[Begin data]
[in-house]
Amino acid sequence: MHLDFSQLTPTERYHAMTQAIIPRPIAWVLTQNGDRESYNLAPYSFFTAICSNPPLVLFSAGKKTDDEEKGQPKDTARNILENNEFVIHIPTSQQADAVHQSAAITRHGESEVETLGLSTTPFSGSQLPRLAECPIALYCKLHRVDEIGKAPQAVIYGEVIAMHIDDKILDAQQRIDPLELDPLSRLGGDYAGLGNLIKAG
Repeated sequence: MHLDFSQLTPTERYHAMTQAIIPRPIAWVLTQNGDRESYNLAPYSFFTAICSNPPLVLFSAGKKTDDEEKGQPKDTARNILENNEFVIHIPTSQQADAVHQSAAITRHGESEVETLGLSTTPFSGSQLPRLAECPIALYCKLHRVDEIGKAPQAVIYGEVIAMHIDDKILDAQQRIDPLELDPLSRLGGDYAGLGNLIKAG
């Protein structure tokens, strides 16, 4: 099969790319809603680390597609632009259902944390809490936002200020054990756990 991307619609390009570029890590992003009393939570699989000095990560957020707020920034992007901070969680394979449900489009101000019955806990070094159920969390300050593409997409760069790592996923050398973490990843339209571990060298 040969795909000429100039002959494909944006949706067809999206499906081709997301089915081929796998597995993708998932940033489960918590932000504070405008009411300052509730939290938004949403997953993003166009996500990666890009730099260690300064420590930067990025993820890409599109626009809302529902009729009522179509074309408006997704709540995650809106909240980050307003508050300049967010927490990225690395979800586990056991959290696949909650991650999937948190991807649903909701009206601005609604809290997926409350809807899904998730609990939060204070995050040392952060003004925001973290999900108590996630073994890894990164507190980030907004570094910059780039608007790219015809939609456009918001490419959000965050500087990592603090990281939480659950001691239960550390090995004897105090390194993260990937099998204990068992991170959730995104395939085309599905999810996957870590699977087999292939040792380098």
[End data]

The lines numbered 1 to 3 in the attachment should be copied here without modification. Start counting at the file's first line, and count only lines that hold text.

[in-house]
Amino acid sequence: MHLDFSQLTPTERYHAMTQAIIPRPIAWVLTQNGDRESYNLAPYSFFTAICSNPPLVLFSAGKKTDDEEKGQPKDTARNILENNEFVIHIPTSQQADAVHQSAAITRHGESEVETLGLSTTPFSGSQLPRLAECPIALYCKLHRVDEIGKAPQAVIYGEVIAMHIDDKILDAQQRIDPLELDPLSRLGGDYAGLGNLIKAG
Repeated sequence: MHLDFSQLTPTERYHAMTQAIIPRPIAWVLTQNGDRESYNLAPYSFFTAICSNPPLVLFSAGKKTDDEEKGQPKDTARNILENNEFVIHIPTSQQADAVHQSAAITRHGESEVETLGLSTTPFSGSQLPRLAECPIALYCKLHRVDEIGKAPQAVIYGEVIAMHIDDKILDAQQRIDPLELDPLSRLGGDYAGLGNLIKAG